October 3, 2013 | XLIII 39

Wild Things

The autumnal equinox has just passed and the days are getting shorter.

Flocks of summer birds are moving south now with their young ones. Skye Posey saw merlins near the Lutak tank farm. These small falcons prey on migrating songbirds. Most of the rufous hummingbirds left a month ago, but there are some stragglers, and occasionally an Anna’s hummingbird passes by on its way south from summering farther north. Rick Burroughs saw a horned lark.

Visitors and locals have been entertained by thousands of surf scoters, with this year’s crop of young staging and feeding offshore before moving on south. Likewise, families of great blue herons can be seen foraging along the shorelines prior to moving south.

Several people have mentioned that magpies are back. Magpies winter here and their summer range is expanding north. They started showing up in Fairbanks in recent years and their numbers are increasing there. Their cousins, ravens, crows and jays, stay all year.

When the pink salmon run peaks in late summer, harbor seals cruise up and down the Chilkoot River hunting salmon, including in Chilkoot Lake. They can even wriggle over the edge of the weir in pursuit of fish.

Several people have mentioned there seem to be fewer bears at Chilkoot. Last year there was a bumper crop of subadult bears, and, like teenagers of all species, they were full of energy, curiosity and just enough knowledge to get in trouble.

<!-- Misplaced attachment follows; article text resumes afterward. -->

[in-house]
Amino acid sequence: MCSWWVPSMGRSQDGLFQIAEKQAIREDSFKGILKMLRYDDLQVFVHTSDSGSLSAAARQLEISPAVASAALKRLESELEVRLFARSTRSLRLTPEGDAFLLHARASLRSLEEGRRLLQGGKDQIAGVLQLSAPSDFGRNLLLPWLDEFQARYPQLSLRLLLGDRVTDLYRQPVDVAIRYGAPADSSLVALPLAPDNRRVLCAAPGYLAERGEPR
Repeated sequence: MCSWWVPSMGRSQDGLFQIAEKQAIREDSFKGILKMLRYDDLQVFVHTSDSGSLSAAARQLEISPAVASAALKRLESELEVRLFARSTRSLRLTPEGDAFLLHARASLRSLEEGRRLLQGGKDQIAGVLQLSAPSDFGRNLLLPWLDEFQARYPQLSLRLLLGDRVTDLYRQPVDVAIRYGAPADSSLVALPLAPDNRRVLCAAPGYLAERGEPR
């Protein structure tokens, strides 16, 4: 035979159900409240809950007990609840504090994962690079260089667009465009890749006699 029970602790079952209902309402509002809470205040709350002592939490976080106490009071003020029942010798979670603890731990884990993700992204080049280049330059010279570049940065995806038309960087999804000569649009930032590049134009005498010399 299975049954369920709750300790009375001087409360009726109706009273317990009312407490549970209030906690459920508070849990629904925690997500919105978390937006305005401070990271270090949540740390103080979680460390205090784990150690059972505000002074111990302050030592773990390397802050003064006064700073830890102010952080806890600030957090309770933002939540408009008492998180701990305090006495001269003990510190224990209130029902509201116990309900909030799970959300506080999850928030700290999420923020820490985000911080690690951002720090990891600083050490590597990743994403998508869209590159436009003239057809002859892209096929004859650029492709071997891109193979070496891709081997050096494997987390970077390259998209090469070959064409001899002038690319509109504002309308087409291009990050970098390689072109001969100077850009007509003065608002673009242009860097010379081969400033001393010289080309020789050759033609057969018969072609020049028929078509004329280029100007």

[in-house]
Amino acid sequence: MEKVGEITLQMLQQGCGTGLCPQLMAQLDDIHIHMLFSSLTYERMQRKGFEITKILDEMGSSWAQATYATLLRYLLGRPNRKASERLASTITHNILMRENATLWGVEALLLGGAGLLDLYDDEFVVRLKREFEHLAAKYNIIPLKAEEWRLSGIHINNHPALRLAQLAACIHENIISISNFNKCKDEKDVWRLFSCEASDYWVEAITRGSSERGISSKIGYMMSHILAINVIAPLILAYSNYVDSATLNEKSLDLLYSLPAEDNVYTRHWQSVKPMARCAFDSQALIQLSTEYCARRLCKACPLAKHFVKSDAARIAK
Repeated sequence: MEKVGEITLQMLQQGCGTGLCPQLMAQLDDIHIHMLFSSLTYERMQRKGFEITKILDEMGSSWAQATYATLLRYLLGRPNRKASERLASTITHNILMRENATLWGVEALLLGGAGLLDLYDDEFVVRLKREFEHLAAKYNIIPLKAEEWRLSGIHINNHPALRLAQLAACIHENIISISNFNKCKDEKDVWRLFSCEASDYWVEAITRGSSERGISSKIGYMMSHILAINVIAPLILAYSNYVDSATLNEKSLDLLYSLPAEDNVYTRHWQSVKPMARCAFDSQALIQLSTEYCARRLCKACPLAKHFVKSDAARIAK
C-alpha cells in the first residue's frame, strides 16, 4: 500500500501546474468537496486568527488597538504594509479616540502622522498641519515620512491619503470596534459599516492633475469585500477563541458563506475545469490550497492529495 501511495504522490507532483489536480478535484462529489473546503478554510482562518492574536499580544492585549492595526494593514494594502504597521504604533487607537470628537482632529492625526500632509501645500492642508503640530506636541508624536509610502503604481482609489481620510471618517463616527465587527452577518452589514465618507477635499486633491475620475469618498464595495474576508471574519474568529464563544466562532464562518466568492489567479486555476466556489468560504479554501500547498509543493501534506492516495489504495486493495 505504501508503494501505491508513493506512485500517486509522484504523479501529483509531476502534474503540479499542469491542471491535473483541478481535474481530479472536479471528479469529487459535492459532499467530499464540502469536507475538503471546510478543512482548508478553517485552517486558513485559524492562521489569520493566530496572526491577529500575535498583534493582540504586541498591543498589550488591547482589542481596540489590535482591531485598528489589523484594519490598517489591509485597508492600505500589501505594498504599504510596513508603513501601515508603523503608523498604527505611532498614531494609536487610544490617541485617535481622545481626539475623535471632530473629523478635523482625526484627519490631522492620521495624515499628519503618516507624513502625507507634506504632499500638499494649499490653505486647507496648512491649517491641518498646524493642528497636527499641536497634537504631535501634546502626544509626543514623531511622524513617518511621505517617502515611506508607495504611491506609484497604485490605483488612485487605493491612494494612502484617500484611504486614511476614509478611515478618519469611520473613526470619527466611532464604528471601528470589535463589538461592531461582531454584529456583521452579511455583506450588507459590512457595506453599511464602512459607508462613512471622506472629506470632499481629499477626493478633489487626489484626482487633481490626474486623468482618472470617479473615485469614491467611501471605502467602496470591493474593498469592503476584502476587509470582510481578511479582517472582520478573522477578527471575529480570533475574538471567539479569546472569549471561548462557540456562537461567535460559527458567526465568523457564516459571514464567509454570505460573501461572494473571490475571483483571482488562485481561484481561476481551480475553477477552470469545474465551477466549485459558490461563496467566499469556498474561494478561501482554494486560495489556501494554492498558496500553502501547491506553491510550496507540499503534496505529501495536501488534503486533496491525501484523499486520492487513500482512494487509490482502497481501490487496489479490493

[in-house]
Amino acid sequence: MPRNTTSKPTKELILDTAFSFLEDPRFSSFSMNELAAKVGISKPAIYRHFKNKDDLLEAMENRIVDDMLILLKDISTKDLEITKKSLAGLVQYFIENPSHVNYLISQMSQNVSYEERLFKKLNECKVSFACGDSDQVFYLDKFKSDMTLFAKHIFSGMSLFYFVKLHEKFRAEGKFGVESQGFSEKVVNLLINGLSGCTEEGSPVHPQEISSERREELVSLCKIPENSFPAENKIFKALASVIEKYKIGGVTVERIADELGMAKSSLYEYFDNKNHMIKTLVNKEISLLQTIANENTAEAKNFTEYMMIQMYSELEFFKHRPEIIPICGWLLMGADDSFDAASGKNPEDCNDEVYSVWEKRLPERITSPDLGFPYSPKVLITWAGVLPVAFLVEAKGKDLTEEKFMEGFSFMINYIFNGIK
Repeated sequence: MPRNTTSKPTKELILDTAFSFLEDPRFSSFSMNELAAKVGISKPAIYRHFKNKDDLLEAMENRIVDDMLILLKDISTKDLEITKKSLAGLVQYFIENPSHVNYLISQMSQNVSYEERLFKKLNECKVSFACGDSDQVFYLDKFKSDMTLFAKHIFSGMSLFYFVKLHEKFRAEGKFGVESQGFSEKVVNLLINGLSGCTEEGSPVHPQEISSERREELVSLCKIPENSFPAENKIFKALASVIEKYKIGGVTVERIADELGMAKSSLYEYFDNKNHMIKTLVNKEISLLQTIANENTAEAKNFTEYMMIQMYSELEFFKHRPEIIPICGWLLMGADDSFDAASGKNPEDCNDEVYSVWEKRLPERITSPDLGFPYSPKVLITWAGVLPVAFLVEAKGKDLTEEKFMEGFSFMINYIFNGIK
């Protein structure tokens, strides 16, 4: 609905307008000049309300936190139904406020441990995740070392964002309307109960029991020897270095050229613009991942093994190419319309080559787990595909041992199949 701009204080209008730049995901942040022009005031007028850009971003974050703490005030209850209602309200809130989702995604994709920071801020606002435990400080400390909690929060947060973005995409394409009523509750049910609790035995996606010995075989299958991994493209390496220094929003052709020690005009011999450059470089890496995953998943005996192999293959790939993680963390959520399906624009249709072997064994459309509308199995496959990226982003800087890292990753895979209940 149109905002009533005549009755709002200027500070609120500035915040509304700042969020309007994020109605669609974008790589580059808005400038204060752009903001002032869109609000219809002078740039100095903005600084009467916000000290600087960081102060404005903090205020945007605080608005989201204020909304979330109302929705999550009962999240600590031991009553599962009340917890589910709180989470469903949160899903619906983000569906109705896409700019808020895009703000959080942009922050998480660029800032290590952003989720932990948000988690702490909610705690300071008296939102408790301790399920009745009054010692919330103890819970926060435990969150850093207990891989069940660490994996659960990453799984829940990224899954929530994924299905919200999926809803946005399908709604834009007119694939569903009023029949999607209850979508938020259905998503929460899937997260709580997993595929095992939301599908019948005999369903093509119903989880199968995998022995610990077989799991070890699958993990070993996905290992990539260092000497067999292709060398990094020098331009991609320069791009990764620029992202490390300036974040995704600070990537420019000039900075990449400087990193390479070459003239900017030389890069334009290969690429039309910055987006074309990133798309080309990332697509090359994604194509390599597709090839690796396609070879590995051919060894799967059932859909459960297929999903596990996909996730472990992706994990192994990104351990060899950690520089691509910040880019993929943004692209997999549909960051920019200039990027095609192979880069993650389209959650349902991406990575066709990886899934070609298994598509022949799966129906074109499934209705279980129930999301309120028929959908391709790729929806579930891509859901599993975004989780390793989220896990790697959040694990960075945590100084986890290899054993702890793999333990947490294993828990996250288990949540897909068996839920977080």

In addition, there was the sow with three new cubs in the Small Tracts Road area. She had been raised in this area near the landfill and returned with her cubs looking for human food in all the wrong places. So last year, there was a lot of conflict. Now the landfill has an electric fence and the community is being more careful, so there has been less conflict. The subadults have either been shot or decided to move farther away from humans.

Brown bears are often seen feeding in Chilkat River channels along Mud Bay and River roads this time of year, feeding on chum or coho salmon. A sow and three cubs were seen in this area in the past week. Bears there arrive from the west bank of the Chilkat, and also come downriver from Jones Point, residents say.

A recent question was raised about the difference between Chilkat and Chilkoot bear populations. Preliminary DNA research indicates that these two populations are different. The Chilkoot bears tend to use the Chilkoot, Ferebee and Taiya watersheds, whereas Chilkat bears use the Chilkat, Klehini and Tsirku watersheds. More research needs to be done to confirm this.

Let us know what you are seeing. Go to www.takshanuk.org to enter your observations or see what others have observed, or email pam.randles@takshanuk.org or call 766-3542.